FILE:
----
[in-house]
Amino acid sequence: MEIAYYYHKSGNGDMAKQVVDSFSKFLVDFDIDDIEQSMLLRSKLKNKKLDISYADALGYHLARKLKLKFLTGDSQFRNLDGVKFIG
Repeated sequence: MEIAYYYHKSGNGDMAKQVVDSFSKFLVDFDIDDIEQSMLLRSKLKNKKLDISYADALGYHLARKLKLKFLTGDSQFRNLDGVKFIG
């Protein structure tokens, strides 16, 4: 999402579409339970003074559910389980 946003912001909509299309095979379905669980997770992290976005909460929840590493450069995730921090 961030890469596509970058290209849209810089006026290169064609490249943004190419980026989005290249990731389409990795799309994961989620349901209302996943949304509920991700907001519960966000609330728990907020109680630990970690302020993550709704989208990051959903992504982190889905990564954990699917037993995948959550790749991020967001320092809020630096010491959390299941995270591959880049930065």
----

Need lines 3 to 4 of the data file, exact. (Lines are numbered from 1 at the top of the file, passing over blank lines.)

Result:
Repeated sequence: MEIAYYYHKSGNGDMAKQVVDSFSKFLVDFDIDDIEQSMLLRSKLKNKKLDISYADALGYHLARKLKLKFLTGDSQFRNLDGVKFIG
């Protein structure tokens, strides 16, 4: 999402579409339970003074559910389980 946003912001909509299309095979379905669980997770992290976005909460929840590493450069995730921090 961030890469596509970058290209849209810089006026290169064609490249943004190419980026989005290249990731389409990795799309994961989620349901209302996943949304509920991700907001519960966000609330728990907020109680630990970690302020993550709704989208990051959903992504982190889905990564954990699917037993995948959550790749991020967001320092809020630096010491959390299941995270591959880049930065």